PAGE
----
By Val Javin
Buckner joined chamber orchestra, Ostravskà banda making its first visit to hcmf// from the Czech Republic, in a tribute to Christian Wolff. What a way to celebrate the 80th birthday of the avant garde composer and to underline what lies ahead - 10 days of contemporary music, a heady cocktail of modern music giants and vibrant new talent.
A clearly delighted Wolff was in the audience at St Paul's Hall to hear the concert open with his piece 37 Haiku, a setting of John Ashberry's poems written in the form of Japanese Haiku. And it was Buckner's sombre tones which provided the verbal punctuation marks as each ensemble member offered lines of instrumental sound juxtaposed with words spoken and sung.
An extraordinary start and much, much more to follow including John Cage's recently rediscovered version of Wolff's For Six Or Seven Players.
Written as a piece for American dancer and choreographer Merce Cunningham, it demands the minute precision and drama of the dance world. Fascinating to see the arm movements of conductor Petr Kotik choreographed as beautifully as the fingering of his instrumentalists.
A hard act to follow? Perhaps not with Catalonia's ensemble CrossingLines high on my Saturday to-do list.
Here was another sell-out. Hardly surprising as this young group of performers sprung a whole bag of musical surprises. They packed Phipps Hall and almost burst the walls with energy and vitality.
Alistair Zaldua's contrejours was eerily beautiful. Four performers, one piano and a bag of electronics add up to a massive range of sound which flickers and bounces around, blurring light and shade, turning darkness into day.
If you thought the electric typewriter had been consigned to the scrap heap then Manuel Rodríguez Valenzuela might just make you think again. Kaleidoscopic sound and word patterns in his piece, T (t) blocks A + B + C + D were the smile-inducing part of my day.
One day down, so how to follow that. With Oslo's Cikada Ensemble, which never fails to deliver, and the equally remarkable combination of the London Sinfonietta and the BBC Singers.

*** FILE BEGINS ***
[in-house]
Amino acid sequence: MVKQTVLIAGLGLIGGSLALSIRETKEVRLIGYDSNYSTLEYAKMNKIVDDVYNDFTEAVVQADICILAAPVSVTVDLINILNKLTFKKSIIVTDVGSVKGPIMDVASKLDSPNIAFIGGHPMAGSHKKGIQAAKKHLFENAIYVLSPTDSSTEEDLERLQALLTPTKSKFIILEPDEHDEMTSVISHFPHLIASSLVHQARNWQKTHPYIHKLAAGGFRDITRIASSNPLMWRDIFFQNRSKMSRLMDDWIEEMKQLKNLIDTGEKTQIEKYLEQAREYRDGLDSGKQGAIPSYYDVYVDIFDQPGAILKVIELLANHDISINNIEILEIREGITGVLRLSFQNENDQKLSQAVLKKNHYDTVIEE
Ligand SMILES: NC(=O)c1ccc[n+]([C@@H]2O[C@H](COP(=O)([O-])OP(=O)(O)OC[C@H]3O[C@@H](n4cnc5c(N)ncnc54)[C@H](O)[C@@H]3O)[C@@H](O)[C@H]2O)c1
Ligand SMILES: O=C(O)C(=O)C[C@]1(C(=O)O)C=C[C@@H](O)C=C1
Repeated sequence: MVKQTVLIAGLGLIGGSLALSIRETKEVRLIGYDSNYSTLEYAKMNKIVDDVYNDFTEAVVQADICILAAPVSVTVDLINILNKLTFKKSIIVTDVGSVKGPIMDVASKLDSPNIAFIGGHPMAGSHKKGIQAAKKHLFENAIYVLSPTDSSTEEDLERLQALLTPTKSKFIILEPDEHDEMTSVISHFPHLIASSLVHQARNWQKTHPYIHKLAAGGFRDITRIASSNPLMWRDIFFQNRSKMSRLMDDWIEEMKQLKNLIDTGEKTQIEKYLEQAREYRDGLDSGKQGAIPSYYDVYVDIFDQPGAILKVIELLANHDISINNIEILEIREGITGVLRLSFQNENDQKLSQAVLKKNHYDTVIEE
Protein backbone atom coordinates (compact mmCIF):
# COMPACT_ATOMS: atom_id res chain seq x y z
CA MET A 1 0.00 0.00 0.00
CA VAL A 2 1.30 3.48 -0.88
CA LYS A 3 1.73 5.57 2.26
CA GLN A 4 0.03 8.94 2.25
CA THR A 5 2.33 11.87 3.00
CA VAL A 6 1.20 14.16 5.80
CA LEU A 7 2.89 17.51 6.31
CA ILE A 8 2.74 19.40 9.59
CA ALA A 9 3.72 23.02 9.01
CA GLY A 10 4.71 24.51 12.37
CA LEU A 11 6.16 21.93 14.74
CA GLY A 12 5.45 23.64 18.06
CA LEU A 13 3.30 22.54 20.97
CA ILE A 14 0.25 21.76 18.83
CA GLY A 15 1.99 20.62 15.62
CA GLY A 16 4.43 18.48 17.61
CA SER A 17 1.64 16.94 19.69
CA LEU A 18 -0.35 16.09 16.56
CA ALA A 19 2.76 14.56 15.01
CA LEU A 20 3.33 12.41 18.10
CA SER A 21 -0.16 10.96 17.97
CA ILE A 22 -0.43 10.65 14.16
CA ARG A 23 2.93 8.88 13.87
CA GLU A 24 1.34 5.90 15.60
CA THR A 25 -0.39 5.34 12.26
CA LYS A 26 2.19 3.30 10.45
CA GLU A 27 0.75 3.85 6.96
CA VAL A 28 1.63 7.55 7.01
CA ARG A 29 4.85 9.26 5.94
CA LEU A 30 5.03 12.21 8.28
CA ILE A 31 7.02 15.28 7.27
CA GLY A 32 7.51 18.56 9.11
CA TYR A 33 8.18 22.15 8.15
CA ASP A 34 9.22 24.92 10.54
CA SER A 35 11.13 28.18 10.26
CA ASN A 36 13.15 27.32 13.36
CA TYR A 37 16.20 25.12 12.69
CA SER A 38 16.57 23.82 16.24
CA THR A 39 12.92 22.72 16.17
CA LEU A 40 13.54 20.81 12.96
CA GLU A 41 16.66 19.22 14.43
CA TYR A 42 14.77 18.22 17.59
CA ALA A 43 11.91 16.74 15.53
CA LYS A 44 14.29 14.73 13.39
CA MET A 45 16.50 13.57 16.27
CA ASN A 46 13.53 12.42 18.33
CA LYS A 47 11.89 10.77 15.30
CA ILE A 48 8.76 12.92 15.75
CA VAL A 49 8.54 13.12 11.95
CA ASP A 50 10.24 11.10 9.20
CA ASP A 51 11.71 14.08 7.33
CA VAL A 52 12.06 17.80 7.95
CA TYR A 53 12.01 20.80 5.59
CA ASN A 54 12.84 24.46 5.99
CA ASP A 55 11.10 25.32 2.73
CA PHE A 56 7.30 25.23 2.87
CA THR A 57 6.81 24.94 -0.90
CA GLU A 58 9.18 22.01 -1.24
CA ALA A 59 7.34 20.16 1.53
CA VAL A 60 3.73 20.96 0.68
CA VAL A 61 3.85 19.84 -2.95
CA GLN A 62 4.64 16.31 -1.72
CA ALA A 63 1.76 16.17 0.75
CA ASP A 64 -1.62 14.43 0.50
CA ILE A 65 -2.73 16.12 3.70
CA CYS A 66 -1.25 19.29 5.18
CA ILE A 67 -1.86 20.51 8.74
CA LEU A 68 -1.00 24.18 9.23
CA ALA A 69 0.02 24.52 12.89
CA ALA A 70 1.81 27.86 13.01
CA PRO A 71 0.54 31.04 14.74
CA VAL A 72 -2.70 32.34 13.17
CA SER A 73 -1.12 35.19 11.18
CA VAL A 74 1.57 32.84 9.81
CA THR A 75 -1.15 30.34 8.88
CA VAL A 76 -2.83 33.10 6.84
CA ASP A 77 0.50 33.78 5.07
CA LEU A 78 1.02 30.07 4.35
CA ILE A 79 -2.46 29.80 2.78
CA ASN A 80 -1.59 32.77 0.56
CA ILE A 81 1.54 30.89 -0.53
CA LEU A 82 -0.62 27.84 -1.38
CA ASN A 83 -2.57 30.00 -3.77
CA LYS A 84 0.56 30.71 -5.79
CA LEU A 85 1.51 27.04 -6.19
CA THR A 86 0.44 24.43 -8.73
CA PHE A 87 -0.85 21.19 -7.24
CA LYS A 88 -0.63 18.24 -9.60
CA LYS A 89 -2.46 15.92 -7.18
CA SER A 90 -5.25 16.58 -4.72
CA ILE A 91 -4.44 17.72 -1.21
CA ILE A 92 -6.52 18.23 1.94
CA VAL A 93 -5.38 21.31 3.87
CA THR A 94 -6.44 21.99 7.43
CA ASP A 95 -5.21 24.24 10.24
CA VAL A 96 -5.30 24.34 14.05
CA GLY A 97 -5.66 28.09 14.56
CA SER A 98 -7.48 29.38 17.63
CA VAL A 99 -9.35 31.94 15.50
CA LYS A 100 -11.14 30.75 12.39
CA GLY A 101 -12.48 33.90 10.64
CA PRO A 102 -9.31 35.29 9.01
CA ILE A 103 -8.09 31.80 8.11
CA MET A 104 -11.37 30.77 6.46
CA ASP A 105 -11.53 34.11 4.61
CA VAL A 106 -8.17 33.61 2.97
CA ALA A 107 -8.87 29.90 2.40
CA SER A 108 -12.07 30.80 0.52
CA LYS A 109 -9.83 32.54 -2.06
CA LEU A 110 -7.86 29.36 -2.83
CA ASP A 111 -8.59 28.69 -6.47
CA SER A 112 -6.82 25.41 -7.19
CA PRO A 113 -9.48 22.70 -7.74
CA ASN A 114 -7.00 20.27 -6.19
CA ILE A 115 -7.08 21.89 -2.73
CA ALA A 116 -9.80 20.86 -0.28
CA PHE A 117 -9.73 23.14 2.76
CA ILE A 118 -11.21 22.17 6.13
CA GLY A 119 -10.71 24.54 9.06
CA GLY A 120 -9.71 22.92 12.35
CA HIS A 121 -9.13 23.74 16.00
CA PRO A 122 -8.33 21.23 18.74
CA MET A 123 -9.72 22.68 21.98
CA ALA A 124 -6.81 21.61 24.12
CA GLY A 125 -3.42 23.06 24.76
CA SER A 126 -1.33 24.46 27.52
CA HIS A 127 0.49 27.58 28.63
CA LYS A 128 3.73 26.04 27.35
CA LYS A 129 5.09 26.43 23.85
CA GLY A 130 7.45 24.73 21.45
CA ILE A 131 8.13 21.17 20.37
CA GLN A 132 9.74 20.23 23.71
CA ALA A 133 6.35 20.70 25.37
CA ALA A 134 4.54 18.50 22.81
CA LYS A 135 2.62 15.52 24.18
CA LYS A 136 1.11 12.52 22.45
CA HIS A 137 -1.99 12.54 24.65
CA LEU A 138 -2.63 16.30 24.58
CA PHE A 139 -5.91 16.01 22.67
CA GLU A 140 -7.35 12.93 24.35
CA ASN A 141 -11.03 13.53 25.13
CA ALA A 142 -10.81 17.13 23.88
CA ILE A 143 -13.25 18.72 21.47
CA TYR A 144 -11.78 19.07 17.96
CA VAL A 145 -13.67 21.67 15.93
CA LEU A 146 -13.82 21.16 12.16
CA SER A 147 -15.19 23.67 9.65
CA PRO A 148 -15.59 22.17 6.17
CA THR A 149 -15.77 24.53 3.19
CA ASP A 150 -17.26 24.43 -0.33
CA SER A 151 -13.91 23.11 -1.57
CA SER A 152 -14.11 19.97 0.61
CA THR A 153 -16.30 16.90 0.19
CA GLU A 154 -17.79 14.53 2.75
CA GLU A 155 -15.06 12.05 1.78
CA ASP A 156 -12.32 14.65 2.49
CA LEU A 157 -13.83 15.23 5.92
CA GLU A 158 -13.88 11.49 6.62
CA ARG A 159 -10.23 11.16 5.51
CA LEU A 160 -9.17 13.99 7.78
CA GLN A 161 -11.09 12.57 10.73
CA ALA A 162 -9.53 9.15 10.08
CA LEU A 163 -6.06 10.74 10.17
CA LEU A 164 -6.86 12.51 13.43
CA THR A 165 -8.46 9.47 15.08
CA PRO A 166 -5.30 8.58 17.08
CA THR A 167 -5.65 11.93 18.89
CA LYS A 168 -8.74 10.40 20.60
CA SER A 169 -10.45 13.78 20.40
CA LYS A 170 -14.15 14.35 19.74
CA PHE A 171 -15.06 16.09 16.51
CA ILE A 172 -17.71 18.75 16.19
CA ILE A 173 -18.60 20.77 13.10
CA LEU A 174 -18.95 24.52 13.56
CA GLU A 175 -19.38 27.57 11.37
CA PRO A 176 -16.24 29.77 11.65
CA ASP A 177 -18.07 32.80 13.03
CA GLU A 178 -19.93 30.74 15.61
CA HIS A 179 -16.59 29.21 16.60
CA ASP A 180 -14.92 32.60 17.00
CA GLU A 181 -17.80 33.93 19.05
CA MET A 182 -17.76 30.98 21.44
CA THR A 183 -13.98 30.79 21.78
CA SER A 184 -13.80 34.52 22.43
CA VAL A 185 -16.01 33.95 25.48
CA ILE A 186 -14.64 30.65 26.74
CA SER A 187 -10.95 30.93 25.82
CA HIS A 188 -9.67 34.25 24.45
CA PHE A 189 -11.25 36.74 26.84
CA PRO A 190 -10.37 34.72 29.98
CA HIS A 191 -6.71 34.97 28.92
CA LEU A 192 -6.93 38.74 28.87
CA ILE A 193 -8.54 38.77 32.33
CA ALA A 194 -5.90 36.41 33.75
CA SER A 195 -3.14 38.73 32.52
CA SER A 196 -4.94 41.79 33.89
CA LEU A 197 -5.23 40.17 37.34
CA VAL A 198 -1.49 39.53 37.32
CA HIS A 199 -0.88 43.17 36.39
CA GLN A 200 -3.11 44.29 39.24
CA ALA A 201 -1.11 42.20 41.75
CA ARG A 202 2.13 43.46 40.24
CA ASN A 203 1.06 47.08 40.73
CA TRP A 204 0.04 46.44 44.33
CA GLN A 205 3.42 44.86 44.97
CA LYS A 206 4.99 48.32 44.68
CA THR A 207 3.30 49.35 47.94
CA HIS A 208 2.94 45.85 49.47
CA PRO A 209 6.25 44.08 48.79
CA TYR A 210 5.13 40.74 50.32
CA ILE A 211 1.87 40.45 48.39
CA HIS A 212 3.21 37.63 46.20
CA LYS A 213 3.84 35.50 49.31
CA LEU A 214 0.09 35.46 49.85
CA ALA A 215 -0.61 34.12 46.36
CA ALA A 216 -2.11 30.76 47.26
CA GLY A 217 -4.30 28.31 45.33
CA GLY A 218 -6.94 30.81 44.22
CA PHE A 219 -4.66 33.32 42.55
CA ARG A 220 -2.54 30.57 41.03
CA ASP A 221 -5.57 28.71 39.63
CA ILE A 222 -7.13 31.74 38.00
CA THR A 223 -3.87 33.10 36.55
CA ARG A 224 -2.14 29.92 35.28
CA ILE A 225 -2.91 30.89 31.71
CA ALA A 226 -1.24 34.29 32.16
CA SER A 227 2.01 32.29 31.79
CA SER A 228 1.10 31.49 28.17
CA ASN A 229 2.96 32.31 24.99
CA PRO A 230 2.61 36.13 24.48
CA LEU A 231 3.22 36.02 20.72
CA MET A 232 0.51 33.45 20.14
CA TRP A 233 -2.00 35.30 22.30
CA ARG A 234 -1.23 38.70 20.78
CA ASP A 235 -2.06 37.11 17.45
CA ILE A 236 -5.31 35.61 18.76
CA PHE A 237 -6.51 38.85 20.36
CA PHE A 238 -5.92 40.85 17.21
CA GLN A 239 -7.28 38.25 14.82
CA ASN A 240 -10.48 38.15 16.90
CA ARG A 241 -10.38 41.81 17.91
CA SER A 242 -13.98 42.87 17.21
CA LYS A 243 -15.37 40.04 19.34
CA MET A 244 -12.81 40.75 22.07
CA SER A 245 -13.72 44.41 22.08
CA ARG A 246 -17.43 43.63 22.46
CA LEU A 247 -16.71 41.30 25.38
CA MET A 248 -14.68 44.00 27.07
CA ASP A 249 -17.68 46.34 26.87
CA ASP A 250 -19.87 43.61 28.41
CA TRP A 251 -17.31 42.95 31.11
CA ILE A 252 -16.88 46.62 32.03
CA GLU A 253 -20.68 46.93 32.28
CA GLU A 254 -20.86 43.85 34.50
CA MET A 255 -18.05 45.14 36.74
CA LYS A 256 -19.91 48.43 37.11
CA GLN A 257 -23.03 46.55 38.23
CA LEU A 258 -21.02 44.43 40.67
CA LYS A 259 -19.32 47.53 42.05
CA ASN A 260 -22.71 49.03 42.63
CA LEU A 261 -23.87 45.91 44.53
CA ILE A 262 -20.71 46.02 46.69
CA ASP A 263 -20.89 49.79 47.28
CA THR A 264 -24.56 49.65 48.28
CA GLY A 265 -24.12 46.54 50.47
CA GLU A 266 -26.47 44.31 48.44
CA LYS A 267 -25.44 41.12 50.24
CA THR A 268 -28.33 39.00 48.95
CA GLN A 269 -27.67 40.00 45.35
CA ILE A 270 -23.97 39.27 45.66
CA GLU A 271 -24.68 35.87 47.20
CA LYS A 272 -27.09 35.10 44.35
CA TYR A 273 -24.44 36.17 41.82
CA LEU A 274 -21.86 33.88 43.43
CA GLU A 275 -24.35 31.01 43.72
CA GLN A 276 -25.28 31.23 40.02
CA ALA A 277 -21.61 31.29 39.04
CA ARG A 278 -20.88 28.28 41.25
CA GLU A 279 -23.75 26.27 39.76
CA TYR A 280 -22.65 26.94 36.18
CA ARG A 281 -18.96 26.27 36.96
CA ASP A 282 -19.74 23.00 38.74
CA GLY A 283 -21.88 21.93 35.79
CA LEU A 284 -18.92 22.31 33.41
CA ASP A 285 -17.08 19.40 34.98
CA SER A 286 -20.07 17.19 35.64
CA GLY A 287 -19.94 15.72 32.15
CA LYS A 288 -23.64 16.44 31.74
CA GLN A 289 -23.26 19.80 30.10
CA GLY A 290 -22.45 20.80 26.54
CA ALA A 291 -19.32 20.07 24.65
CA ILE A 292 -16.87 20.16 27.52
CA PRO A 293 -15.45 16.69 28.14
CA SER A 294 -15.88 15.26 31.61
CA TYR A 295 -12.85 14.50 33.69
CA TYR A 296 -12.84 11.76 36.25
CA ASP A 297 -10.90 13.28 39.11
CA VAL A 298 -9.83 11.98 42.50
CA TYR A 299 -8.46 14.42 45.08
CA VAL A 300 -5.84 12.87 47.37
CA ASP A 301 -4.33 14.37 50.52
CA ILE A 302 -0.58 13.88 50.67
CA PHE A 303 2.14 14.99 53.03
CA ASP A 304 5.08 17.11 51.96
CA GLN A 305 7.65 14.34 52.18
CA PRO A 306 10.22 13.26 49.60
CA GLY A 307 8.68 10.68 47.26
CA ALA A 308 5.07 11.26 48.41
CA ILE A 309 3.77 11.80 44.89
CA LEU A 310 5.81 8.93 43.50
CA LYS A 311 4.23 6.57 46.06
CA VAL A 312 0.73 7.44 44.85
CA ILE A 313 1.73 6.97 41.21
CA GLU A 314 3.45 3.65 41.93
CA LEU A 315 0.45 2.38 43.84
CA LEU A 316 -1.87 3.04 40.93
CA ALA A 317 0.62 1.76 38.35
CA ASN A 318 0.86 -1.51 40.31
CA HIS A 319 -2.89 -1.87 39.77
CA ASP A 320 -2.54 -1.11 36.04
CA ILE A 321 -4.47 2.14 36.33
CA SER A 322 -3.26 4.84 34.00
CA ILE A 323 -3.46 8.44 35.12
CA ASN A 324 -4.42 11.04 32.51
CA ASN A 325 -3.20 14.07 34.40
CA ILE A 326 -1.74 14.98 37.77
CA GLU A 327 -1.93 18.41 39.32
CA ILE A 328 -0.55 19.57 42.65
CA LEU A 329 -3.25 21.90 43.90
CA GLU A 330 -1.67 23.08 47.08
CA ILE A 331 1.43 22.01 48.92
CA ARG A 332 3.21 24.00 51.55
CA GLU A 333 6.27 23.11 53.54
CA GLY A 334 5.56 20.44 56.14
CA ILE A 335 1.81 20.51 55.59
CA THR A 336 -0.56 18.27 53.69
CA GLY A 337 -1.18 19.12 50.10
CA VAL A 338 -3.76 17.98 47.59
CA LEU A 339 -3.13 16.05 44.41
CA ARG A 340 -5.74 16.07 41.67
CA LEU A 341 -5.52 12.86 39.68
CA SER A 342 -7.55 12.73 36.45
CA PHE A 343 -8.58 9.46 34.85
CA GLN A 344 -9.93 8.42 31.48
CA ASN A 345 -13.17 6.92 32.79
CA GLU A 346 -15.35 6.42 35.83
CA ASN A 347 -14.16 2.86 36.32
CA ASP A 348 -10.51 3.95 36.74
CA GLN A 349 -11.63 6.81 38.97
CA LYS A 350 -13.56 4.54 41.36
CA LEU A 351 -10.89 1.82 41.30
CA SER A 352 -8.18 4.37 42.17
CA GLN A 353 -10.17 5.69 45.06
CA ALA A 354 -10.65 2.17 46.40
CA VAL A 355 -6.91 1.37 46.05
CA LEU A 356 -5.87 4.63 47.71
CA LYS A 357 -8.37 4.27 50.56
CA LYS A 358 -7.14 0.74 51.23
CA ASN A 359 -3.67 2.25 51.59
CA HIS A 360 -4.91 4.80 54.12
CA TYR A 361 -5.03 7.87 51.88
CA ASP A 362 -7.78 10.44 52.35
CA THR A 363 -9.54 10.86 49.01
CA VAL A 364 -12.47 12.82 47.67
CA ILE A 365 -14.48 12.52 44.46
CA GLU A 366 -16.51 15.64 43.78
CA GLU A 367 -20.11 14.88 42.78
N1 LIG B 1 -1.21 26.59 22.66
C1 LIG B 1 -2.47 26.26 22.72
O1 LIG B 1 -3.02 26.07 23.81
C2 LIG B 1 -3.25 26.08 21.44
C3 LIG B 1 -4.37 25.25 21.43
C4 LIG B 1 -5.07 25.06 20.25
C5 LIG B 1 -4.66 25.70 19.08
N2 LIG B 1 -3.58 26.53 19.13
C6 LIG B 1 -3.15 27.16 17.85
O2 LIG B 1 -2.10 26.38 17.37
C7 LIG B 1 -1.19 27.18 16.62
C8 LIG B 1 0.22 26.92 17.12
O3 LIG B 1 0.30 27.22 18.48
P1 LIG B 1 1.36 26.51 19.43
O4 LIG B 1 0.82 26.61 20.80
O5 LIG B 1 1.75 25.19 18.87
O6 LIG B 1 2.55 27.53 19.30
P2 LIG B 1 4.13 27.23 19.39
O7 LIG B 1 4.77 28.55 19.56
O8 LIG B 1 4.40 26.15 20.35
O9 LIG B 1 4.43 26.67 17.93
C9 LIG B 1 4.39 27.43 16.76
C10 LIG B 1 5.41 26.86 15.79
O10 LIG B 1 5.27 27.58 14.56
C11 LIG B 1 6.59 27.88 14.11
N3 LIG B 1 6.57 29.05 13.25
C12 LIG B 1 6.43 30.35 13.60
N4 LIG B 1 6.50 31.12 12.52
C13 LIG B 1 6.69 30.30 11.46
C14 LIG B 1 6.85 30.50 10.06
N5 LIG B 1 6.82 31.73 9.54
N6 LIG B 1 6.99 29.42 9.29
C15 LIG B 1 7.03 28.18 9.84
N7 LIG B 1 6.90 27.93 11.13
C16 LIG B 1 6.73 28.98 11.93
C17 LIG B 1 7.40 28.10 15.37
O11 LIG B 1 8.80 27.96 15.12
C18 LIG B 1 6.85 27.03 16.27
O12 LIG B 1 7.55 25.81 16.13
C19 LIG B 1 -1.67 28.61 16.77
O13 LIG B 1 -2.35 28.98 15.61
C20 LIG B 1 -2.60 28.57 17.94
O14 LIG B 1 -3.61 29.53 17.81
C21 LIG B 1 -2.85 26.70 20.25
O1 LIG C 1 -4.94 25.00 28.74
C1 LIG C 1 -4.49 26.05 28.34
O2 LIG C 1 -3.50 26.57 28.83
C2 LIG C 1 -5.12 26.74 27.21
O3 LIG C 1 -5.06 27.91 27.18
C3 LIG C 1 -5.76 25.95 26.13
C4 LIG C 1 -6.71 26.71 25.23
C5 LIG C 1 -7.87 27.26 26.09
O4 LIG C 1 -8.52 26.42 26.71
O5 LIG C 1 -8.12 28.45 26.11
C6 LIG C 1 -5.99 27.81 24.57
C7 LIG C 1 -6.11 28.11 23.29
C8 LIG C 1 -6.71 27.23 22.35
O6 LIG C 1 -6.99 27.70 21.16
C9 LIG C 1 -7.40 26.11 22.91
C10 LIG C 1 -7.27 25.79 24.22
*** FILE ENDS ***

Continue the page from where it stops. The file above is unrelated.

Sunday 23 November
My Sunday started at St Paul's Hall at the civilised hour of noon with music to match. Cikada showcased the work of composer Liza Lim, on home ground since she is also professor of composition at the University of Huddersfield.
In her piece, Winding Bodies: 3 Knots there were absorbing textures, sibilant sounds and whispering as the music wove a thread as rich as the Nordic tale of sailors ‘buying the wind' tied in knots.
And in The Heart's Ear, flute, clarinet and string quartet create a poetic sense of longing, of fluttering hearts and spirits.
If all those riches were not enough, Cikada added the compelling piece Gimilen, written by Norwegian composer Jon Oivind Ness and well worth the warm reception it received.
But then to what has to be my five star vote winner of the weekend, the world premiere of James Dillon's Stabat Mater Dolorosa, a new concert-length work for the London Sinfonietta and BBC Singers.
This year's composer in residence at hcmf//, Dillon is an old friend of the festival. Theirs has been a long and fruitful relationship and one on this latest showing, just keeps on giving.
Beautifully written, complex, layered and in places, extraordinarily moving, this piece is just what hcmf// audiences love. Challenging for players and performers and one of those works you just might want to say "I was there when it was first played."
Fine performances everywhere with the astonishing virtuosity of instrumentalists matched by the pitch pure, bright and muscular vibrant tones of the BBC Singers. Festival heaven.